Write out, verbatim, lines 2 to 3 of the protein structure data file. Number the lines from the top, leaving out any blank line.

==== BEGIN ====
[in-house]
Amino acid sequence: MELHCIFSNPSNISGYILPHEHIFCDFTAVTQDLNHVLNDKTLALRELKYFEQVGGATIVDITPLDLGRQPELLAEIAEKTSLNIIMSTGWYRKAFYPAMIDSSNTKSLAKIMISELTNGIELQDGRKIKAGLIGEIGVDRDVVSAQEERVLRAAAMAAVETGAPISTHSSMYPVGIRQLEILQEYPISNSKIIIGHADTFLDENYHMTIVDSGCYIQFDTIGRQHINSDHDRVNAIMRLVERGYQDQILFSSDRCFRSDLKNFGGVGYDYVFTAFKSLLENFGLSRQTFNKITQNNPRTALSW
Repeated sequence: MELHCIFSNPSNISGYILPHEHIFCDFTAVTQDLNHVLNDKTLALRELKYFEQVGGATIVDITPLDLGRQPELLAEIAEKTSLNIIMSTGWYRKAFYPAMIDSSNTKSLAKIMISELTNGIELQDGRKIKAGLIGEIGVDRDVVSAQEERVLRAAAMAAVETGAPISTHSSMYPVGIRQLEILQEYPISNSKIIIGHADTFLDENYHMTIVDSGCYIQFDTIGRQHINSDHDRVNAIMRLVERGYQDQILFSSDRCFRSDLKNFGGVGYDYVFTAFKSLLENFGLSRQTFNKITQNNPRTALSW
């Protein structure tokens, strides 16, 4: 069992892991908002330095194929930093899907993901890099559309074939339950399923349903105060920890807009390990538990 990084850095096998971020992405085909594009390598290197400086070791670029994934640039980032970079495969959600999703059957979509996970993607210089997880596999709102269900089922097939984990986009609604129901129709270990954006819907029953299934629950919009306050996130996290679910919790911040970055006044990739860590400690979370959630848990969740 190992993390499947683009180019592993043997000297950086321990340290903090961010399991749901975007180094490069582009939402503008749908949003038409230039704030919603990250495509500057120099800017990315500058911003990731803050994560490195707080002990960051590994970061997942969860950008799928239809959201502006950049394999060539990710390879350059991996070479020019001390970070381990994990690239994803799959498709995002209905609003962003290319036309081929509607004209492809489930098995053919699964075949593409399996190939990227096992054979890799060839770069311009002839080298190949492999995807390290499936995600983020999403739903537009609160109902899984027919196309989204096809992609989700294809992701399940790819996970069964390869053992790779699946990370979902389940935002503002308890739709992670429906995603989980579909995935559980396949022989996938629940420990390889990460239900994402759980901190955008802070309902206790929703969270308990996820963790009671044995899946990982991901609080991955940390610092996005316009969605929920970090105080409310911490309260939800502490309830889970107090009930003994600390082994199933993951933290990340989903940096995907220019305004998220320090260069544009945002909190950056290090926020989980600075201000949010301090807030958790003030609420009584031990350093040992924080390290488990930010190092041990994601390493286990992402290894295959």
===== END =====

Amino acid sequence: MELHCIFSNPSNISGYILPHEHIFCDFTAVTQDLNHVLNDKTLALRELKYFEQVGGATIVDITPLDLGRQPELLAEIAEKTSLNIIMSTGWYRKAFYPAMIDSSNTKSLAKIMISELTNGIELQDGRKIKAGLIGEIGVDRDVVSAQEERVLRAAAMAAVETGAPISTHSSMYPVGIRQLEILQEYPISNSKIIIGHADTFLDENYHMTIVDSGCYIQFDTIGRQHINSDHDRVNAIMRLVERGYQDQILFSSDRCFRSDLKNFGGVGYDYVFTAFKSLLENFGLSRQTFNKITQNNPRTALSW
Repeated sequence: MELHCIFSNPSNISGYILPHEHIFCDFTAVTQDLNHVLNDKTLALRELKYFEQVGGATIVDITPLDLGRQPELLAEIAEKTSLNIIMSTGWYRKAFYPAMIDSSNTKSLAKIMISELTNGIELQDGRKIKAGLIGEIGVDRDVVSAQEERVLRAAAMAAVETGAPISTHSSMYPVGIRQLEILQEYPISNSKIIIGHADTFLDENYHMTIVDSGCYIQFDTIGRQHINSDHDRVNAIMRLVERGYQDQILFSSDRCFRSDLKNFGGVGYDYVFTAFKSLLENFGLSRQTFNKITQNNPRTALSW